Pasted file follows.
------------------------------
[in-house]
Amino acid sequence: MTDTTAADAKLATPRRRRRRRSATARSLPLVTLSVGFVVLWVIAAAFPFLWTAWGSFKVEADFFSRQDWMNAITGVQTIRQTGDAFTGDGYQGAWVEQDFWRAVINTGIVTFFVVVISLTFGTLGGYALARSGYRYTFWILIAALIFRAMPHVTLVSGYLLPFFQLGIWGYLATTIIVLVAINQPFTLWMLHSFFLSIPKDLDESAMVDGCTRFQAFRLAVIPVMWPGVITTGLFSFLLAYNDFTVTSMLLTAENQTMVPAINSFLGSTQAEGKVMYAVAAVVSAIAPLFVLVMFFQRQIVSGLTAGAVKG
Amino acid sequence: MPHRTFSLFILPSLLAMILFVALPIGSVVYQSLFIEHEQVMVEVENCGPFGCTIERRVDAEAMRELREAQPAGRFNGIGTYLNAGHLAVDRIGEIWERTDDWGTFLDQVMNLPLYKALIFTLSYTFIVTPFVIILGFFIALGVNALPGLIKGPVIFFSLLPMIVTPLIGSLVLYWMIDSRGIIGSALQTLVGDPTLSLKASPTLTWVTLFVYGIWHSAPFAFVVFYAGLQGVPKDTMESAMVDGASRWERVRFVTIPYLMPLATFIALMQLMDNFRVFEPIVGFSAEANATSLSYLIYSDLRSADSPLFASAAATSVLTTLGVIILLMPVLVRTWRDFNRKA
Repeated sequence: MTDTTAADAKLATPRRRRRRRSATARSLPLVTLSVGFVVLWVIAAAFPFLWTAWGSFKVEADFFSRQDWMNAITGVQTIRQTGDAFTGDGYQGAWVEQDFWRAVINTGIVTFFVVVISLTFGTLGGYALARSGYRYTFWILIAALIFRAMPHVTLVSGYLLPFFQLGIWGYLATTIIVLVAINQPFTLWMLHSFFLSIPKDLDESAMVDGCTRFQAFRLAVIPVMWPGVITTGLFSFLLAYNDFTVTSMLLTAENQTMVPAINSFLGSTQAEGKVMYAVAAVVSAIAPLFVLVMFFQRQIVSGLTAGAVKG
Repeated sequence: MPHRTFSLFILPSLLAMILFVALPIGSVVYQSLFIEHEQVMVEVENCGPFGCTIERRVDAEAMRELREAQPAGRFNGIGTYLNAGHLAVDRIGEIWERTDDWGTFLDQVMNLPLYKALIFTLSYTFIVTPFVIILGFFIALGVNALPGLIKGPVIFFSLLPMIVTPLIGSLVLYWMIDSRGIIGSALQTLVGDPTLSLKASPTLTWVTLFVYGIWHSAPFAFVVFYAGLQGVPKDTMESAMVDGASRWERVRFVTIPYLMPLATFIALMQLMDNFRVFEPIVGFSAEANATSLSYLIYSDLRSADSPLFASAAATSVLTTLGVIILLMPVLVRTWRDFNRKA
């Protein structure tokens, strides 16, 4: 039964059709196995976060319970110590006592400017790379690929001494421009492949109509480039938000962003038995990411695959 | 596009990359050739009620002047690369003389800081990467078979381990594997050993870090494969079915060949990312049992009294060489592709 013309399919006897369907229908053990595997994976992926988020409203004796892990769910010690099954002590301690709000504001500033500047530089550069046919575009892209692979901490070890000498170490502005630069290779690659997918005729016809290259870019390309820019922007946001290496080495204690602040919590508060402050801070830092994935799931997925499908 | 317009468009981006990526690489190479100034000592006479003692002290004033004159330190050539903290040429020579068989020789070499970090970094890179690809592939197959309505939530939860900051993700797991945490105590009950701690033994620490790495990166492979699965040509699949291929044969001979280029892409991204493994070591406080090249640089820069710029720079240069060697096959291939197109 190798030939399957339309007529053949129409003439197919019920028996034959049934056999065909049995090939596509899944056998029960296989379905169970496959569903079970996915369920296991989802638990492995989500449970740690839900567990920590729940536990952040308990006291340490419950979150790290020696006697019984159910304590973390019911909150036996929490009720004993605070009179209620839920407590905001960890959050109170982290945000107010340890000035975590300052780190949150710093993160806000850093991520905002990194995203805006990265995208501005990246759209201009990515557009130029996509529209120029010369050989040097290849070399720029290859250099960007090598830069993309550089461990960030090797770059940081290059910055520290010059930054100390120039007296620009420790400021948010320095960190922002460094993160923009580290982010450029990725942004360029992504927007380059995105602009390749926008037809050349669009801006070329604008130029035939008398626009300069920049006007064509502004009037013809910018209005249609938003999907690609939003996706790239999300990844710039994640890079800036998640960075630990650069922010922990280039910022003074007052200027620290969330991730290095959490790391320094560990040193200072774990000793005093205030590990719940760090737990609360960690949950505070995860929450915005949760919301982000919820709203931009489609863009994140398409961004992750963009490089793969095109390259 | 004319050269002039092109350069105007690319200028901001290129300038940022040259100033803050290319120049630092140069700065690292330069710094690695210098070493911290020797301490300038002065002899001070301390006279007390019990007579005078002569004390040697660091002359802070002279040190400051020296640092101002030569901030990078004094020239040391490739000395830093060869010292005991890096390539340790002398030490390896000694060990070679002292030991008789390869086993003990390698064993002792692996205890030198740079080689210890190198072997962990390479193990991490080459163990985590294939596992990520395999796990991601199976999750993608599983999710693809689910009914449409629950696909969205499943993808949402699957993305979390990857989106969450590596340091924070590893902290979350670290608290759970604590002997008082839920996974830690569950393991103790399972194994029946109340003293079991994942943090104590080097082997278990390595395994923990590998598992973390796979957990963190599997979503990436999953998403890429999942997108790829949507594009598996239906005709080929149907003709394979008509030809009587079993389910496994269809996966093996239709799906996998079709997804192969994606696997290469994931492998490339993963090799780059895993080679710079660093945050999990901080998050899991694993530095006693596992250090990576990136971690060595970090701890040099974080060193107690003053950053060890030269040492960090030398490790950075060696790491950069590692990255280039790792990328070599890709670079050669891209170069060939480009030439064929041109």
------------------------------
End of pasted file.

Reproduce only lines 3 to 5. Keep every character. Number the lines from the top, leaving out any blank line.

Amino acid sequence: MPHRTFSLFILPSLLAMILFVALPIGSVVYQSLFIEHEQVMVEVENCGPFGCTIERRVDAEAMRELREAQPAGRFNGIGTYLNAGHLAVDRIGEIWERTDDWGTFLDQVMNLPLYKALIFTLSYTFIVTPFVIILGFFIALGVNALPGLIKGPVIFFSLLPMIVTPLIGSLVLYWMIDSRGIIGSALQTLVGDPTLSLKASPTLTWVTLFVYGIWHSAPFAFVVFYAGLQGVPKDTMESAMVDGASRWERVRFVTIPYLMPLATFIALMQLMDNFRVFEPIVGFSAEANATSLSYLIYSDLRSADSPLFASAAATSVLTTLGVIILLMPVLVRTWRDFNRKA
Repeated sequence: MTDTTAADAKLATPRRRRRRRSATARSLPLVTLSVGFVVLWVIAAAFPFLWTAWGSFKVEADFFSRQDWMNAITGVQTIRQTGDAFTGDGYQGAWVEQDFWRAVINTGIVTFFVVVISLTFGTLGGYALARSGYRYTFWILIAALIFRAMPHVTLVSGYLLPFFQLGIWGYLATTIIVLVAINQPFTLWMLHSFFLSIPKDLDESAMVDGCTRFQAFRLAVIPVMWPGVITTGLFSFLLAYNDFTVTSMLLTAENQTMVPAINSFLGSTQAEGKVMYAVAAVVSAIAPLFVLVMFFQRQIVSGLTAGAVKG
Repeated sequence: MPHRTFSLFILPSLLAMILFVALPIGSVVYQSLFIEHEQVMVEVENCGPFGCTIERRVDAEAMRELREAQPAGRFNGIGTYLNAGHLAVDRIGEIWERTDDWGTFLDQVMNLPLYKALIFTLSYTFIVTPFVIILGFFIALGVNALPGLIKGPVIFFSLLPMIVTPLIGSLVLYWMIDSRGIIGSALQTLVGDPTLSLKASPTLTWVTLFVYGIWHSAPFAFVVFYAGLQGVPKDTMESAMVDGASRWERVRFVTIPYLMPLATFIALMQLMDNFRVFEPIVGFSAEANATSLSYLIYSDLRSADSPLFASAAATSVLTTLGVIILLMPVLVRTWRDFNRKA